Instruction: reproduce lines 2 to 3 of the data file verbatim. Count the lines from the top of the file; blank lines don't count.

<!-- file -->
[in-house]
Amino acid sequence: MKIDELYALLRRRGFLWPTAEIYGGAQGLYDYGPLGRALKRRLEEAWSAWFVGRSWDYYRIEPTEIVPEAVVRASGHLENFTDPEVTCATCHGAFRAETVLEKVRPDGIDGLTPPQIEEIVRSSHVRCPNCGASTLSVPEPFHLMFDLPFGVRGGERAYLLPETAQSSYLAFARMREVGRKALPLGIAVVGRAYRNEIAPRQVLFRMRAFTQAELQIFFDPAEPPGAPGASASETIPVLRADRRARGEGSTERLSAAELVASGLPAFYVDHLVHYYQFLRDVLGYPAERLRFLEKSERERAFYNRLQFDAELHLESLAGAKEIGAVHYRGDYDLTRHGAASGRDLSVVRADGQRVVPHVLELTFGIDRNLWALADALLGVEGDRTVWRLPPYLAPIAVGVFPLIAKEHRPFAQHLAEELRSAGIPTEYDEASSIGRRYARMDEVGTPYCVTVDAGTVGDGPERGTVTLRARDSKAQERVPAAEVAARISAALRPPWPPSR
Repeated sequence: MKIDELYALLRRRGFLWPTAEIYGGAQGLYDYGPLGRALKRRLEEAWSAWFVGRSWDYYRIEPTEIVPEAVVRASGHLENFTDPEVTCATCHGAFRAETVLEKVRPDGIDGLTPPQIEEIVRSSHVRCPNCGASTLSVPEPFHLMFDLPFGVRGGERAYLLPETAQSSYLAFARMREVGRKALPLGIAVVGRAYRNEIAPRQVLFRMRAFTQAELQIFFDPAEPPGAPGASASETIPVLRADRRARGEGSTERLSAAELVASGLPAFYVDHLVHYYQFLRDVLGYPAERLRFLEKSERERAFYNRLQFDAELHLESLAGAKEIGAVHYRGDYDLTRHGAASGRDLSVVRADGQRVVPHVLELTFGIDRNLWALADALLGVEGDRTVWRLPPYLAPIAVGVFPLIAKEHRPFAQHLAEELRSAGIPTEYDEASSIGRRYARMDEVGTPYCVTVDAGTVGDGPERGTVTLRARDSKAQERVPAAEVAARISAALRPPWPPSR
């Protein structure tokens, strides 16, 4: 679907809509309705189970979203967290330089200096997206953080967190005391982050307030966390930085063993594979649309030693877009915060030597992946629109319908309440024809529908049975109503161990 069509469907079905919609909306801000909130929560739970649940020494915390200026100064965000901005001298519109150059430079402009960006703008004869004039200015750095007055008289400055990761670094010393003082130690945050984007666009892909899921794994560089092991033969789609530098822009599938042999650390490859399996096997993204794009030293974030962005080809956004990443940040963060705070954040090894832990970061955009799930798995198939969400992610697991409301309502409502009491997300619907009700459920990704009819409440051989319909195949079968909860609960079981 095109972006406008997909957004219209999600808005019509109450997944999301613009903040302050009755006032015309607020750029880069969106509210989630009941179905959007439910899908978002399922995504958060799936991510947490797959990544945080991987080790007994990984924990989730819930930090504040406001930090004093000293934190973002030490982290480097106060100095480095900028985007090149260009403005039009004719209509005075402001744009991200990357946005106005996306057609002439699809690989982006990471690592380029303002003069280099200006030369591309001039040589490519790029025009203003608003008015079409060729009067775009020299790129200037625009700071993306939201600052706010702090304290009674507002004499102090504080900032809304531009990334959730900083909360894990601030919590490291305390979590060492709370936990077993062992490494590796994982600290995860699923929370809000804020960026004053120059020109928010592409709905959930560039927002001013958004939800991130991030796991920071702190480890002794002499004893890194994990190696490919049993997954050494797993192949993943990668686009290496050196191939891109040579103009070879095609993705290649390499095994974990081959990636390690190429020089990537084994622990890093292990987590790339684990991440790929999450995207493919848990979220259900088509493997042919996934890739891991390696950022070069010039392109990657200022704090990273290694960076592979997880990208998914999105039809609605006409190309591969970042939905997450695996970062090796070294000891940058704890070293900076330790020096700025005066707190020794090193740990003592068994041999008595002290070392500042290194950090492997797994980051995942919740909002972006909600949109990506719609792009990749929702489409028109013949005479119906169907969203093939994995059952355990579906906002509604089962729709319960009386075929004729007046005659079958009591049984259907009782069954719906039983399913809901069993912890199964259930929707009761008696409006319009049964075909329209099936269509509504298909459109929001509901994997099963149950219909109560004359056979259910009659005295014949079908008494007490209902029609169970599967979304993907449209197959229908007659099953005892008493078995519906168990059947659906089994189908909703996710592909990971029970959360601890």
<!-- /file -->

Amino acid sequence: MKIDELYALLRRRGFLWPTAEIYGGAQGLYDYGPLGRALKRRLEEAWSAWFVGRSWDYYRIEPTEIVPEAVVRASGHLENFTDPEVTCATCHGAFRAETVLEKVRPDGIDGLTPPQIEEIVRSSHVRCPNCGASTLSVPEPFHLMFDLPFGVRGGERAYLLPETAQSSYLAFARMREVGRKALPLGIAVVGRAYRNEIAPRQVLFRMRAFTQAELQIFFDPAEPPGAPGASASETIPVLRADRRARGEGSTERLSAAELVASGLPAFYVDHLVHYYQFLRDVLGYPAERLRFLEKSERERAFYNRLQFDAELHLESLAGAKEIGAVHYRGDYDLTRHGAASGRDLSVVRADGQRVVPHVLELTFGIDRNLWALADALLGVEGDRTVWRLPPYLAPIAVGVFPLIAKEHRPFAQHLAEELRSAGIPTEYDEASSIGRRYARMDEVGTPYCVTVDAGTVGDGPERGTVTLRARDSKAQERVPAAEVAARISAALRPPWPPSR
Repeated sequence: MKIDELYALLRRRGFLWPTAEIYGGAQGLYDYGPLGRALKRRLEEAWSAWFVGRSWDYYRIEPTEIVPEAVVRASGHLENFTDPEVTCATCHGAFRAETVLEKVRPDGIDGLTPPQIEEIVRSSHVRCPNCGASTLSVPEPFHLMFDLPFGVRGGERAYLLPETAQSSYLAFARMREVGRKALPLGIAVVGRAYRNEIAPRQVLFRMRAFTQAELQIFFDPAEPPGAPGASASETIPVLRADRRARGEGSTERLSAAELVASGLPAFYVDHLVHYYQFLRDVLGYPAERLRFLEKSERERAFYNRLQFDAELHLESLAGAKEIGAVHYRGDYDLTRHGAASGRDLSVVRADGQRVVPHVLELTFGIDRNLWALADALLGVEGDRTVWRLPPYLAPIAVGVFPLIAKEHRPFAQHLAEELRSAGIPTEYDEASSIGRRYARMDEVGTPYCVTVDAGTVGDGPERGTVTLRARDSKAQERVPAAEVAARISAALRPPWPPSR